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Old February 24th, 2007, 06:54 AM   #11
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Forgot to ask (I haven't as yet set it up) - is the rotation of this fliter noticeable to the untrained eye? Aside from knocking out the glare (and hopefully brightness) I'd like to think with the right sky (one should come along soon) I could achieve a nicer image using this effect.
[EDIT]
Skip that...it's highly visible - just rotating it (without being attached to camera) and looking outside you can see the split very clearly (though subtle).

Last edited by David Scattergood; February 24th, 2007 at 09:12 AM.
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Old February 24th, 2007, 02:58 PM   #12
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Polarizers as NDs

A word of caution about using polarizers as ND filters. They are designed to cut reflections from water, glass etc. When you rotate them you will see the effect changing, this can also appear as an apparent change in colour balance, this is why they are in a rotating ring. They also need to be set to function at the angle the camera is pointing from and panning the camera 90° can change the job the polarizer is doing and this change can effect the colour of things, especially a bright blue sky.
By all means use them as an ND sustitute but be sure to check carefully the effect they have, using a colour monitor, when panning the camera.
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Old March 4th, 2007, 12:43 PM   #13
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Thanks Phil.
I'll eventually end up with a mattebox (probably chrosziel). Noticed the slight colour change already and it's difficult to notice the effect unless facing a blue sky (which is clearly what they are designed for, alongside the reflections you mentioned). They will get me out of a few scrapes (the overblown sky etc) and should land me a few decent true sky shots but eventually I'd like to have dedicated equipment (additional ND filters) rather than relying on these to bail me out.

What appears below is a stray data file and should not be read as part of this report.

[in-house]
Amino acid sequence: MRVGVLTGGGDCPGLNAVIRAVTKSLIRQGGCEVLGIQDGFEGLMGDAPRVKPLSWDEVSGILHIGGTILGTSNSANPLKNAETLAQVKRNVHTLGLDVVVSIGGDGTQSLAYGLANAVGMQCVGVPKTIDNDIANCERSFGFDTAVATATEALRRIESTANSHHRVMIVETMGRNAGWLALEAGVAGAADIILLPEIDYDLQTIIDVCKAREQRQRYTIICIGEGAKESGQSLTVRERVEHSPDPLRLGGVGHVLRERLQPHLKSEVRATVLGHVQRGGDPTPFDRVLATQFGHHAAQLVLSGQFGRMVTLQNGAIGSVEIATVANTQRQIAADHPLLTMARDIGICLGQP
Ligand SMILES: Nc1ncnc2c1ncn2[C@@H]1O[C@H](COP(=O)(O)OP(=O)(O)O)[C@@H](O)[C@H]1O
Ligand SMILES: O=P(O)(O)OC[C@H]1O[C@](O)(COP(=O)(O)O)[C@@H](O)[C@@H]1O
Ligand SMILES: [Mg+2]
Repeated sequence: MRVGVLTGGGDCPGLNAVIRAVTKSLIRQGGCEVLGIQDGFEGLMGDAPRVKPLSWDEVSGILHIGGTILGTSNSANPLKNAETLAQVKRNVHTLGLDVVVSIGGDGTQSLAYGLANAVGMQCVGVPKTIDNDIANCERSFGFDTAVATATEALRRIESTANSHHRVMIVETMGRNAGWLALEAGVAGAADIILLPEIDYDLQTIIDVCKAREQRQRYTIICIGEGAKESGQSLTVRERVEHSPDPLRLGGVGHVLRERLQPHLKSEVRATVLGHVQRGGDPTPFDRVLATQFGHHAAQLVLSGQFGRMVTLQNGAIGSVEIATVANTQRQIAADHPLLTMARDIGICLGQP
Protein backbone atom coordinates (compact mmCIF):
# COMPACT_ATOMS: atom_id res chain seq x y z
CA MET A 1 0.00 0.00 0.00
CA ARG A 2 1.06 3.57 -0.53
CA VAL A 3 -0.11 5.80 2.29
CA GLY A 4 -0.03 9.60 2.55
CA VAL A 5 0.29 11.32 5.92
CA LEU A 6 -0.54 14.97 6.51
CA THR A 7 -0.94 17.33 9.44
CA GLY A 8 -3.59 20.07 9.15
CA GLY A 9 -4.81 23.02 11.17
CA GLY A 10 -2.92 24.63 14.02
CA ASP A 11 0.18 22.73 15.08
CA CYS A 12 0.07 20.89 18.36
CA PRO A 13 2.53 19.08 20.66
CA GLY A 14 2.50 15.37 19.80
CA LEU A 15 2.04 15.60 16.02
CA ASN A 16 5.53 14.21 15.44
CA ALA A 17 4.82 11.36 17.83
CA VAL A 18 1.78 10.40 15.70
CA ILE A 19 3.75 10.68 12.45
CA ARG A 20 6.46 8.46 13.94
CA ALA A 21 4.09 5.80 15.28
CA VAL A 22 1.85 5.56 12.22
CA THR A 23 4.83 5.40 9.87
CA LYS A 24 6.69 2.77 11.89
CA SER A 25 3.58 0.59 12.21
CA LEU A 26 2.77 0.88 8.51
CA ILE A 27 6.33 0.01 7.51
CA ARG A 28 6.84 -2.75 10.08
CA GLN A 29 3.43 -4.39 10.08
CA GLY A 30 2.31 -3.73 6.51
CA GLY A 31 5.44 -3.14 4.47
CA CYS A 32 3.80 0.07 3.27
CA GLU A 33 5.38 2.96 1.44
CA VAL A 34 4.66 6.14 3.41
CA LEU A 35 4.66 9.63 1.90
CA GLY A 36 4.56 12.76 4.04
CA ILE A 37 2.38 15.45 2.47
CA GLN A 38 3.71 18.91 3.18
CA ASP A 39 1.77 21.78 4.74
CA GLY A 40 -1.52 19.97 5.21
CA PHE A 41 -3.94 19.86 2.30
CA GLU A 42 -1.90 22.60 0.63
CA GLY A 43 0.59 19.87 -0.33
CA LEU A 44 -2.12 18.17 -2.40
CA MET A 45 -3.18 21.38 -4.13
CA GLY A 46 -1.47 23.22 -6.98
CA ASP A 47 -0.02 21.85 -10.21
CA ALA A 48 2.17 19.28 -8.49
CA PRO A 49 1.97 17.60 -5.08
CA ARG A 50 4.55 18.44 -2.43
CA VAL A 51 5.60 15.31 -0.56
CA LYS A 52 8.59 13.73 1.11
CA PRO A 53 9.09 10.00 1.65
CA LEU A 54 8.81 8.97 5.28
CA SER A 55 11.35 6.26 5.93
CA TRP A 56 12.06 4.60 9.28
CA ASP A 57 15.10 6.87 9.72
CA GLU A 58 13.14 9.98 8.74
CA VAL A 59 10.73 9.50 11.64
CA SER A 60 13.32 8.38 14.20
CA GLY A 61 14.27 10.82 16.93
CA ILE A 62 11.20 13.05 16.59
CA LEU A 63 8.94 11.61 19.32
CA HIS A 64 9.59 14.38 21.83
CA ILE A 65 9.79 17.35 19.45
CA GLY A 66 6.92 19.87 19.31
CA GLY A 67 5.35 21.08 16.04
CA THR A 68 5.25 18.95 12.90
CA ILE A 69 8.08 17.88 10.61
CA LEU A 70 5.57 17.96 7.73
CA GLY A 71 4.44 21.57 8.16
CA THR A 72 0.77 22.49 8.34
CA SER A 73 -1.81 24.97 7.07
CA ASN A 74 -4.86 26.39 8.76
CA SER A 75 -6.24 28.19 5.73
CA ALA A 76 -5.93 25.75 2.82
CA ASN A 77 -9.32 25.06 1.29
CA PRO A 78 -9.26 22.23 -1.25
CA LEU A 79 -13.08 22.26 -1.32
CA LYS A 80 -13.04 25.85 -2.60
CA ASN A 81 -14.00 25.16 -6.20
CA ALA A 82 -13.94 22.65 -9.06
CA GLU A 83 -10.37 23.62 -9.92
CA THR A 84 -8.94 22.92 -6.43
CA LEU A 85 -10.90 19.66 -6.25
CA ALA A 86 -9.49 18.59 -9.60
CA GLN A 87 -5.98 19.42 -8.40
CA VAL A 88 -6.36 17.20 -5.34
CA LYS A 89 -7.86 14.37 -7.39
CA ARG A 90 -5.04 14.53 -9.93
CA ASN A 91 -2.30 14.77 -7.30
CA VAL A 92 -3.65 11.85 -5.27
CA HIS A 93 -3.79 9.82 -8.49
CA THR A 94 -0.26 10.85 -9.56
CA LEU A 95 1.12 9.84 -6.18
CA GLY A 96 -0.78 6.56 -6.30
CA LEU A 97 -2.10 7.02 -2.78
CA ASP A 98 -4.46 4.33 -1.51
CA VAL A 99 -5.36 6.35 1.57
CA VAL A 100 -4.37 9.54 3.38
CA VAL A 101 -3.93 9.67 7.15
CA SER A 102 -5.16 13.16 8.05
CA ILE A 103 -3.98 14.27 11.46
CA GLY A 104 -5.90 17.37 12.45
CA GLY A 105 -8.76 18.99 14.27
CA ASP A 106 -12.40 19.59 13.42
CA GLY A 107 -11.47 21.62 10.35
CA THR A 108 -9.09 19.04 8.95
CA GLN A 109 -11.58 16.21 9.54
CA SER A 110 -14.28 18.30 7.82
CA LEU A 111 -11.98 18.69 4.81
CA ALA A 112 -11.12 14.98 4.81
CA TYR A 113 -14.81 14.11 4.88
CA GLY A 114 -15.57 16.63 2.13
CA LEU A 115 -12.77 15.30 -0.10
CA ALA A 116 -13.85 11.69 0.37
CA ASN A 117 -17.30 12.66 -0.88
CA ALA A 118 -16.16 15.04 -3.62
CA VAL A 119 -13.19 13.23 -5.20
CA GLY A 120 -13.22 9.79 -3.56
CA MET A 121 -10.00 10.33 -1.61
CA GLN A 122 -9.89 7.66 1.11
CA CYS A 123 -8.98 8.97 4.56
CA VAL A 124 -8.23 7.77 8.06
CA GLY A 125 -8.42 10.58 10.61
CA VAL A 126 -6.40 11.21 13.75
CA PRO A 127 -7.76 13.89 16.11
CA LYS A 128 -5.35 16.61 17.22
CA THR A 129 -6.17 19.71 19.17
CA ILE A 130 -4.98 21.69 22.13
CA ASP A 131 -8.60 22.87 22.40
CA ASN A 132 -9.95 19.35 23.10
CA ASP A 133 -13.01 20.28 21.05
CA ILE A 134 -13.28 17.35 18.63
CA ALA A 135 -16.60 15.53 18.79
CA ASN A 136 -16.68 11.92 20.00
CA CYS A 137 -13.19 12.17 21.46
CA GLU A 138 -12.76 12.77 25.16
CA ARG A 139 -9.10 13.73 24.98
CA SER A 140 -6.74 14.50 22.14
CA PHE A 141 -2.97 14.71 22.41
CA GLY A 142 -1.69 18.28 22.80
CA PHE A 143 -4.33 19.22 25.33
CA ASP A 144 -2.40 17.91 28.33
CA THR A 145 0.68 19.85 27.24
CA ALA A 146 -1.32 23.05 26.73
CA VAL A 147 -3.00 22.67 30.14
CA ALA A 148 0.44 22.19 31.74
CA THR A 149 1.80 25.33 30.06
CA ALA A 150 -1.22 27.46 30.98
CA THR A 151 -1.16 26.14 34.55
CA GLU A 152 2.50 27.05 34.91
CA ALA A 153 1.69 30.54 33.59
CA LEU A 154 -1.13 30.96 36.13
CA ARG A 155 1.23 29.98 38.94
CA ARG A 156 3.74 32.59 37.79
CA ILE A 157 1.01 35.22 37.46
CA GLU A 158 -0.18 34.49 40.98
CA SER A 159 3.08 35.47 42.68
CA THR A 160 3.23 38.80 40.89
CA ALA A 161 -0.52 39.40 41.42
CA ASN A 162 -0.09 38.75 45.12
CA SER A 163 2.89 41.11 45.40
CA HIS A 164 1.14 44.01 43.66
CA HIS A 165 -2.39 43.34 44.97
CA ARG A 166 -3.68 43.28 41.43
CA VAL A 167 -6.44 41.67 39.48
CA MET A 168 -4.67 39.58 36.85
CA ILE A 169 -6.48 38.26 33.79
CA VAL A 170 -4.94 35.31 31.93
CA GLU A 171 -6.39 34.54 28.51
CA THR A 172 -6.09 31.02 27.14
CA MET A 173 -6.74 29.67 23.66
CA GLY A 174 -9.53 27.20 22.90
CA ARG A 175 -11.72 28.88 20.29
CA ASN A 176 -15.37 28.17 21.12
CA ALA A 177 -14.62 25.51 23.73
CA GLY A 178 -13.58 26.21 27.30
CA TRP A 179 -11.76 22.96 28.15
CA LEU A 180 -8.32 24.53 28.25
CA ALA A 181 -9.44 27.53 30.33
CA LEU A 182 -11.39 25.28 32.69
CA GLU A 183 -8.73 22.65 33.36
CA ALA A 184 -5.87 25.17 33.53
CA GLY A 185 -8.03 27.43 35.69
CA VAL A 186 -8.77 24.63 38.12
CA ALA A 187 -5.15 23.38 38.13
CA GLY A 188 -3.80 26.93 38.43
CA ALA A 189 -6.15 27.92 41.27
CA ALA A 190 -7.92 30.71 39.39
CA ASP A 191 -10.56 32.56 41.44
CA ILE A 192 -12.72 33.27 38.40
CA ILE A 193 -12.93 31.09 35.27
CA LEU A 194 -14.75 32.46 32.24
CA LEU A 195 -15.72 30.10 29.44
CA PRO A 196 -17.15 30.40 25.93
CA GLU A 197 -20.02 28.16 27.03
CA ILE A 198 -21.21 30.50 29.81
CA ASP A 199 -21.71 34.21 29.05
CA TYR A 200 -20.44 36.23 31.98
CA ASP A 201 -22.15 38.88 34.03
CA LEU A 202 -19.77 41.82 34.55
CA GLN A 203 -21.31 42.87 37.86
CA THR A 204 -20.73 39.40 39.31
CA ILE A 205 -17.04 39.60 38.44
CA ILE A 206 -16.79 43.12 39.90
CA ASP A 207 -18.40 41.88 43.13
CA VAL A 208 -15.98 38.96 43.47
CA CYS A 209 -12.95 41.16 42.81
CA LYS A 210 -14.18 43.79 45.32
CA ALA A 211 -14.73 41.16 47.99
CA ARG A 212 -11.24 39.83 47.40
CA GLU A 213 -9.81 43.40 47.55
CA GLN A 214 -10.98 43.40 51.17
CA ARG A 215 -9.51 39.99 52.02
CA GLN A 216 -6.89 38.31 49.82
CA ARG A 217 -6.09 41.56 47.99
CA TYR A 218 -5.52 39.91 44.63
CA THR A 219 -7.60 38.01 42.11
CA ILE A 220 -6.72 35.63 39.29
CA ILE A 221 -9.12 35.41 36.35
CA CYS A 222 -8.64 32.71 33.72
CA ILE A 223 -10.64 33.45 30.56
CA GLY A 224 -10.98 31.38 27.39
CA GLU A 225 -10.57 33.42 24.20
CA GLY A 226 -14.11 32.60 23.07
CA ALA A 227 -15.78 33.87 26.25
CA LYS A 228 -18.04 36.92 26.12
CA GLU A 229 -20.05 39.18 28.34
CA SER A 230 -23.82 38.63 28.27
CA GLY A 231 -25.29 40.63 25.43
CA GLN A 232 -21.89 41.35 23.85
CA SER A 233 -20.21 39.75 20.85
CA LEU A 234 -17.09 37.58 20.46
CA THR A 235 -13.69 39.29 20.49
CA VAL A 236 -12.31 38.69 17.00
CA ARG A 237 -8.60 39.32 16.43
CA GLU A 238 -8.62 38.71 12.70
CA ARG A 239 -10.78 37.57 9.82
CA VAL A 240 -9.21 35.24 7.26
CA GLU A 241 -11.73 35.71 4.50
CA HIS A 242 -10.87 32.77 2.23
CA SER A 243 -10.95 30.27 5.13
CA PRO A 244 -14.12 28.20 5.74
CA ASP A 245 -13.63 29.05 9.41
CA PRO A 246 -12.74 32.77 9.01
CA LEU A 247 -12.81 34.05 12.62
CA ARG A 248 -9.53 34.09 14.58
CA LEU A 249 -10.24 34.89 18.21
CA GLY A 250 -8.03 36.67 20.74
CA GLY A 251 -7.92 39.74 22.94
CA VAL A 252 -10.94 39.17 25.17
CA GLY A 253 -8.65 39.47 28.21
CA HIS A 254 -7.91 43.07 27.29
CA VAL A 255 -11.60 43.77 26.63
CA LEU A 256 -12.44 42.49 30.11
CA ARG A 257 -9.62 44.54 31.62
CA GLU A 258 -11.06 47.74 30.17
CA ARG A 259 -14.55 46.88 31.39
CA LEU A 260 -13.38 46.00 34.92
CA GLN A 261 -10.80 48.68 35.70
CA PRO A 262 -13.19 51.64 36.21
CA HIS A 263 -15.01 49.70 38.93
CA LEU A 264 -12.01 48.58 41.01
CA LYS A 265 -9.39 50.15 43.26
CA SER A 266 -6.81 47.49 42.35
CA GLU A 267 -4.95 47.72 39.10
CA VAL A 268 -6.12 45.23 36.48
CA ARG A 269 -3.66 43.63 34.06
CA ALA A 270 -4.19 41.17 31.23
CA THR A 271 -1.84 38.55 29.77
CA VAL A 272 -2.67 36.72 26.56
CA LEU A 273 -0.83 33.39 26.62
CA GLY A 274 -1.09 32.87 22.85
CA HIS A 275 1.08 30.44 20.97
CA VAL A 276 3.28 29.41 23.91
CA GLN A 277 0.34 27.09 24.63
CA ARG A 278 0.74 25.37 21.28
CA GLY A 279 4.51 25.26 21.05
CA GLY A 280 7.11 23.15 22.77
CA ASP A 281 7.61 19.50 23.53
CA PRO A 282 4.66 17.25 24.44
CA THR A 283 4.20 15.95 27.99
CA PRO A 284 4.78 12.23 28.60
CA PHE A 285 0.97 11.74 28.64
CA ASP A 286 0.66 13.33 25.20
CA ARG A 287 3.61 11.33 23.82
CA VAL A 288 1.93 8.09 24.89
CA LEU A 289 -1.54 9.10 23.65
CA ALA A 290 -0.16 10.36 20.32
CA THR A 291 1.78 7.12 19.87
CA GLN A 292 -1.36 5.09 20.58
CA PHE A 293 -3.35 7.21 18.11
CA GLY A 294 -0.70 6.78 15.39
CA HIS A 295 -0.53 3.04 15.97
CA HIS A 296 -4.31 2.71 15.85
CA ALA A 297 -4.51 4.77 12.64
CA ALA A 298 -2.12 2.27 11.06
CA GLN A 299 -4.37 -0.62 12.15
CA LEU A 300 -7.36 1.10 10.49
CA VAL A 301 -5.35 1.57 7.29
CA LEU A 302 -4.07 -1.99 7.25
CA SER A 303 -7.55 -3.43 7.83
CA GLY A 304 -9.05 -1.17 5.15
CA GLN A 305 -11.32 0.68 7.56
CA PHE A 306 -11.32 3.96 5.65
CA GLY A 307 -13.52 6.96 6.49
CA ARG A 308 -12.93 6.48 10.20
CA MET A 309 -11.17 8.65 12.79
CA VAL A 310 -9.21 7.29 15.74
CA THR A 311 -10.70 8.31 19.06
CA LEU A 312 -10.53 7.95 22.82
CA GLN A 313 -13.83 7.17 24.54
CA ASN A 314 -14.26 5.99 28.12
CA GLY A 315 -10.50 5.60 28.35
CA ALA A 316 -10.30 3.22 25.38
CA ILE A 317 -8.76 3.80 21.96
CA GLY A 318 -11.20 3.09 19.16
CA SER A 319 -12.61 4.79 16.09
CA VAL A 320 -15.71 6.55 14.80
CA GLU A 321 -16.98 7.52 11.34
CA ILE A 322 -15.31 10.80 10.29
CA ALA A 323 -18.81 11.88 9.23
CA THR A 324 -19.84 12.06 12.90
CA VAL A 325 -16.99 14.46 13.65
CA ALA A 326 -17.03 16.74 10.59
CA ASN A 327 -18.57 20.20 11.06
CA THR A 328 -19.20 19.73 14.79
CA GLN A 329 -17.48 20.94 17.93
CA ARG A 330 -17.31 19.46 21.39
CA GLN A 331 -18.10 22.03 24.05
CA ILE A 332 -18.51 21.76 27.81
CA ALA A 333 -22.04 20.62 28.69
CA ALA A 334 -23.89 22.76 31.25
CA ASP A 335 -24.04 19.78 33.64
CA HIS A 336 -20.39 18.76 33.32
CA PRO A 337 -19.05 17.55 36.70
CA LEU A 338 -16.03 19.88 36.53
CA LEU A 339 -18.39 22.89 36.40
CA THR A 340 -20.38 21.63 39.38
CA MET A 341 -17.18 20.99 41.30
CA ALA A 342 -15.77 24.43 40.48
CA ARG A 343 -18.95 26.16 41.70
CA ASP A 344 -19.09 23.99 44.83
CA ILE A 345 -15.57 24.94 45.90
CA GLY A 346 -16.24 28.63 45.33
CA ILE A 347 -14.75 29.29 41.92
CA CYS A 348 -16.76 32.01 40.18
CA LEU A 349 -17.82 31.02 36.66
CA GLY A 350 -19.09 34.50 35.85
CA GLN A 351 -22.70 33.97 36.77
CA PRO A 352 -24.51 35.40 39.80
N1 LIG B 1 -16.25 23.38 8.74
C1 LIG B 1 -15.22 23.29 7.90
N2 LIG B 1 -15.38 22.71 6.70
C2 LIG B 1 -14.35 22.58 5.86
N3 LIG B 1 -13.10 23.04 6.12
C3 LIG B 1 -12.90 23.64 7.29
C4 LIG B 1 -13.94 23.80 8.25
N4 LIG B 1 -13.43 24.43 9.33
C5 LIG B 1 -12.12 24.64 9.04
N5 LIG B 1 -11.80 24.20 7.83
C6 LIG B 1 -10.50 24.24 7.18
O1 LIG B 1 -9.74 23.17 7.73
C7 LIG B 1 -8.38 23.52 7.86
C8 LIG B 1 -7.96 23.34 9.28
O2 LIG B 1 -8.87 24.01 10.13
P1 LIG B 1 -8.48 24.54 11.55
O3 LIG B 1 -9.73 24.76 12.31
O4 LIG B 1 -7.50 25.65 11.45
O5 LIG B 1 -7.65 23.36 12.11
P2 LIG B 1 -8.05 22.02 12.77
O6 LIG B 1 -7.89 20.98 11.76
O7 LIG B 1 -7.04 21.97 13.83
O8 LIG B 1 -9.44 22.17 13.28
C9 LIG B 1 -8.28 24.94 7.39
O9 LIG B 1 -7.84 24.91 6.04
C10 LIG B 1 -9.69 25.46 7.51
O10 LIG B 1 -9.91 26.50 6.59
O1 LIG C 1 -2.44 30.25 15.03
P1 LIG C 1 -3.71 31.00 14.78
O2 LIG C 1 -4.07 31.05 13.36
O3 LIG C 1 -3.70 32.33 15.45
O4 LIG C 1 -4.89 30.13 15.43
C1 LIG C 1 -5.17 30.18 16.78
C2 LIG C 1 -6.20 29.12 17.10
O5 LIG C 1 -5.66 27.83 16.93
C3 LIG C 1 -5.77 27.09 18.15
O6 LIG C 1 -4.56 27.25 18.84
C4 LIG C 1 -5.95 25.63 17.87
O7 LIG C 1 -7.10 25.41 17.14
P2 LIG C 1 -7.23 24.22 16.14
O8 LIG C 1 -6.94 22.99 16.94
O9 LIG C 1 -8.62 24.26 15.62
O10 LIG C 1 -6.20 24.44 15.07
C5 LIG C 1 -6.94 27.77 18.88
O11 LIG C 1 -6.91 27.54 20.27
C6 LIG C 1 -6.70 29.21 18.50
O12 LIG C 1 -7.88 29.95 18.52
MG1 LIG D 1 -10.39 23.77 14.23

Is there a certain time of day/light when these should be taken out of the mix? Managed to get a decent day of light last week (it's been atrocious weather wise) and towards the sunset I was still using this polariser (pointing the camera towards the rich blue sky). However, facing a different direction (and not really using much of the sky - shots of a city for example) the colours were a little muted to be honest. Pain in the neck to keep on unsrewing/screwing the polariser depending on where I'm shooting the camera - hence an eventual foray into the mattebox and 4x4's....meanwhile I'm trying to make do with what I have at hand.
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Old March 5th, 2007, 09:10 AM   #14
 
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David...

One thing to remember about polarizers...
Yes, the change in filter effect is noticeable to the untrained eye when you rotate the filter. And you can see the effect in the viewfinder. The effect is quite noticeable in the sky(deepening the blues) when facing orthogonally (90 deg) to the sun's path across the sky. If you try to see the effect when parallel to the sun's path, you'll not see much, if any effect.
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Old March 5th, 2007, 04:14 PM   #15
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check out Jonathan Ames video on 2nd Unit Tv

for Tiffen filters, you'll see first hand how the filters look when applied to the JVC's. It's great, and Jonathon produced the 2nd Unit TV series just for these sort of questions that indies have.

http://www.2nd-unit.tv/

Enjoy

Adam